According to Serious fraud solicitors Rahman Ravelli, they had found 60% of consumers would stop shopping with a company if it had been associated with tax fraud. With brands like Starbucks having suffered low sales and reputation for tax fraud, it’s important for businesses to remain vigilant and know the signs to prevent accusations.
So how can businesses learn to challenge and tackle tax fraud accusations to avoid devastating effects on their reputation?
What is corporation tax?
Corporation tax is the tax that all public limited companies should pay on their annual profits. The main rate of UK corporation tax was lowered from 20% to 19% this year; making it the lowest in the G20.
How do companies manage to avoid paying corporation tax?
HMRC defines tax avoidance as:
“Bending the rules of the tax system to gain a tax advantage that Parliament never intended. It often involves contrived, artificial transactions that serve little or no purpose other than to produce a tax advantage. It involves operating within the letter – but not the spirit – of the law.”
HMRC lists tax avoidance schemes it is aware of on its website, along with advice for people who think they might be in a tax avoidance scheme or being offered one.
Ultimately, the responsibility lies with the directors of the company to ensure taxes are paid correctly.
As Aziz Rahman, Senior Partner at Rahman Ravelli explains:
“An HMRC investigation into your business taxes can have a negative long-term impact, creating distrust with your consumers and trading partners and landing you with a much higher tax bill.
Directors need to be aware of the warning signs of tax avoidance schemes and ensure they are asking the right questions of their accountants. For example:
- Can the accountant point to any recent legal judgements to prove that the tax avoidance scheme they are recommending will not be ruled to be illegal by the authorities?
- Has the accountant taken legal advice over this scheme? If so, what advice was given?
- Is the scheme doing what it says it does (for example, funding film projects) or is it simply a technical paper exercise to avoid tax?”
It is often the case that when an organisation is investigated for fraud, some people find that they need expert legal representation as individuals. In many such cases, the argument is made that those at the top are in the ideal position to perpetrate fraud. The logic used is that the senior people have the overview that is often needed to see how to carry out fraud and no one is above them to scrutinise their activities.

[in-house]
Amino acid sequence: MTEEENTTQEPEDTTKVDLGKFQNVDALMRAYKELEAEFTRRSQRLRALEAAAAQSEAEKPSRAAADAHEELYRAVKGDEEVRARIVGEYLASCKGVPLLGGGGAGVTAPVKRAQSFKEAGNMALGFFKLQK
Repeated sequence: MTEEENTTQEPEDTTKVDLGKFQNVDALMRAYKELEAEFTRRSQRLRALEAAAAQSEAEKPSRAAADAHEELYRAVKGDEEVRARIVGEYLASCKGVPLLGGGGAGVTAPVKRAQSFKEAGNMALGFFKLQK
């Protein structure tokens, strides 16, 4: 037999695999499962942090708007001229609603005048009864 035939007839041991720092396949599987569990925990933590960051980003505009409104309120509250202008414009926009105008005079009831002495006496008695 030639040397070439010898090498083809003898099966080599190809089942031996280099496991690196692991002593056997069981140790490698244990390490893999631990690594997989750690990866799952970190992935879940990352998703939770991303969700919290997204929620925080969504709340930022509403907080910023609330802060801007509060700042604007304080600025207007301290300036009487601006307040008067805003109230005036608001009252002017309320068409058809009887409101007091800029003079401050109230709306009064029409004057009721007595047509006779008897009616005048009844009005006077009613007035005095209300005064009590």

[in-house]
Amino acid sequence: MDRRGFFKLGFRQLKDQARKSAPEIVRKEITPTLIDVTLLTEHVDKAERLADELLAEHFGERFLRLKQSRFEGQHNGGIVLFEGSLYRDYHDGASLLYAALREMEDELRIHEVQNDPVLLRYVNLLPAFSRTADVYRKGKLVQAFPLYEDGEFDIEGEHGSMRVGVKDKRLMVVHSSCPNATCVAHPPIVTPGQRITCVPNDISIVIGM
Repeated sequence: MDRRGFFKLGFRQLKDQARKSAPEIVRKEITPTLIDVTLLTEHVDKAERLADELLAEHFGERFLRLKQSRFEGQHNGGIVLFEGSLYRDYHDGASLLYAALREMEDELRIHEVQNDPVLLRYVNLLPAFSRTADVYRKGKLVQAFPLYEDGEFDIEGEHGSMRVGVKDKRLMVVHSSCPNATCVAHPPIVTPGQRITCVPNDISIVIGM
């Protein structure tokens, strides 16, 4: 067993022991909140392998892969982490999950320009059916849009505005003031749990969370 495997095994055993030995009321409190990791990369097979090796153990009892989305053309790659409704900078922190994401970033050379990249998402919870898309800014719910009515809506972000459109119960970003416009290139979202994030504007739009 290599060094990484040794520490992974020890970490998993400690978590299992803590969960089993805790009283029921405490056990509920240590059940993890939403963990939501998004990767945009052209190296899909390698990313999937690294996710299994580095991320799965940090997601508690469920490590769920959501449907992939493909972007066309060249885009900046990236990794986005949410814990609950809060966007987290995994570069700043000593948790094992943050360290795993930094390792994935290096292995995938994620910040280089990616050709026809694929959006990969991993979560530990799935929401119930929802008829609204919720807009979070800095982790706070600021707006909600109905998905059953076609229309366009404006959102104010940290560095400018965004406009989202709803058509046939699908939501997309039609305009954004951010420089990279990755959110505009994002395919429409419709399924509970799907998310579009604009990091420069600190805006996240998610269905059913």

Sometimes the argument is extended so that they are guilty not because they physically carried out the fraud but because it was done on their watch, under their noses, and so they must have been complicit in it.
If you are such an individual, any accusations of fraud made against you – or even the slightest suspicions involving you – have to be tackled quickly and forcefully. The person being accused must act immediately if they are to give themselves the strongest opportunity to successfully challenge any accusations. Appointing the right legal representative can not only give a person the best chance of influencing how the early stages of the investigations proceed, but it can also help reduce the potential cost in terms of lost time, money and reputation.
Minimising the effect
Fraud investigations are rarely short. But the right legal expertise can help minimise their effect. This is done by ensuring that investigators do not exceed their powers when it comes to matters such as the extent of a search warrant, seizure of potential evidence, handling of legally privileged material and prosecution disclosure of material.
Whether it is a corporation or an individual being investigated, doing nothing makes it easier for the authorities to do what they want. It may also mean that a valuable opportunity for the defence is lost. For example, the authorities will find it simpler to obtain a restraint order against a company, an individual or their family if no legal challenge to it is mounted. Not knowing your legal rights at the earliest possible stage can prove damaging.
The earlier legal advice is sought, the quicker your rights and your assets can be protected by challenging the assumptions and activities of investigators and prosecutors in areas such as search warrants, raids and restraint orders.
Fraud only occurs when the conditions are right for it. Only a genuine, well-thought-out and well-publicised fraud policy will combat it. The policy must detail everyone’s responsibilities to report suspicions of fraud and has to create clear whistleblowing procedures.
It sounds straightforward but it appears that lots of large organisations are failing to either introduce or enforce such policies. And that may mean that many individuals in organisations may have to account for their actions to investigators.
Nobody has to create a fraud policy from scratch with little or no knowledge. Legal specialists can review the workings of an organisation, identify the areas where fraud could occur and help devise a policy to design away that potential for fraud. Similarly, business crime legal specialists will make themselves available to organisations that realise they may be dealing with fraud under their roof.
But if that has not happened, it will be the individuals in need of the legal expertise to challenge any accusations of fraud.
About the Author
Azizur Rahman, Senior Partner at Rahman Ravelli: Since establishing Rahman Ravelli in 2001, Aziz’s expertise in serious and white-collar crime has seen both his and the firm’s reputation rise dramatically. His ability to coordinate national, international and multi-agency defences has led to success in some of the most significant business crime cases of this century.